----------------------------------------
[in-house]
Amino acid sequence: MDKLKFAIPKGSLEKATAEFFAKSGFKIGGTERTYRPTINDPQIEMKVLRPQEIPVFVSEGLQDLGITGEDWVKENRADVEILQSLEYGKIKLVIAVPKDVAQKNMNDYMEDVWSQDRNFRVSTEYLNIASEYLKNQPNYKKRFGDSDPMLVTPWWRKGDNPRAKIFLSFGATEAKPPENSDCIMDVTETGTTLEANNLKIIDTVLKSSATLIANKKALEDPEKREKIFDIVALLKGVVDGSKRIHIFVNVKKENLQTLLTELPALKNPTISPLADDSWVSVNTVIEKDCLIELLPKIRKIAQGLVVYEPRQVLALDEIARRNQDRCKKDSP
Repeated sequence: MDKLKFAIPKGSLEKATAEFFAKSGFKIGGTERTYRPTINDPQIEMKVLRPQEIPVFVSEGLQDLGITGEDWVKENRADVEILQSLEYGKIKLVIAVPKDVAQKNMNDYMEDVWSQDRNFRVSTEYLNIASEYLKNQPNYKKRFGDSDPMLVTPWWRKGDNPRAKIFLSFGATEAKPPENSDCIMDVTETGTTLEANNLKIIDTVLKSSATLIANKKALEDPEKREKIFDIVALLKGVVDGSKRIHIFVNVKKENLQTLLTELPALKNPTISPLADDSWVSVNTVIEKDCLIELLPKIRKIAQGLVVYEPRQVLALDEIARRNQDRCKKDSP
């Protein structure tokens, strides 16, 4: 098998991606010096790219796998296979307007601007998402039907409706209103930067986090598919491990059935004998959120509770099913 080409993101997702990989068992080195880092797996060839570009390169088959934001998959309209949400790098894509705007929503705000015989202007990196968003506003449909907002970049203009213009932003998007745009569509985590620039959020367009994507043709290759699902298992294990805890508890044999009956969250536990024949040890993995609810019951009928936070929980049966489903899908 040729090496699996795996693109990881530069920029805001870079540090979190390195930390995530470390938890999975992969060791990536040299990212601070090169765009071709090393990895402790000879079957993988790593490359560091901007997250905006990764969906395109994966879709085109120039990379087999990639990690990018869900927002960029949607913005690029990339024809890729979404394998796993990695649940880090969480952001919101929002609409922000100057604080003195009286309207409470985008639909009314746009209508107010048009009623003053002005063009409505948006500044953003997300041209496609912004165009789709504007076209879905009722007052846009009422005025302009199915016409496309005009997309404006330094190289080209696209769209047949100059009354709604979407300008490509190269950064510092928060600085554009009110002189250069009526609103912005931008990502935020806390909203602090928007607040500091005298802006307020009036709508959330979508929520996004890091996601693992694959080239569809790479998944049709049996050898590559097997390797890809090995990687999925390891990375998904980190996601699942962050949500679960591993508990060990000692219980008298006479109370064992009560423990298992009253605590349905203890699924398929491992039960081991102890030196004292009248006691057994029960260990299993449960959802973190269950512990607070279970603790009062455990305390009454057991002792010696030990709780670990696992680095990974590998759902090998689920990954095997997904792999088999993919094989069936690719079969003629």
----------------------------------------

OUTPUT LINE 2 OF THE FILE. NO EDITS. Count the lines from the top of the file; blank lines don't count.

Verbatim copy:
Amino acid sequence: MDKLKFAIPKGSLEKATAEFFAKSGFKIGGTERTYRPTINDPQIEMKVLRPQEIPVFVSEGLQDLGITGEDWVKENRADVEILQSLEYGKIKLVIAVPKDVAQKNMNDYMEDVWSQDRNFRVSTEYLNIASEYLKNQPNYKKRFGDSDPMLVTPWWRKGDNPRAKIFLSFGATEAKPPENSDCIMDVTETGTTLEANNLKIIDTVLKSSATLIANKKALEDPEKREKIFDIVALLKGVVDGSKRIHIFVNVKKENLQTLLTELPALKNPTISPLADDSWVSVNTVIEKDCLIELLPKIRKIAQGLVVYEPRQVLALDEIARRNQDRCKKDSP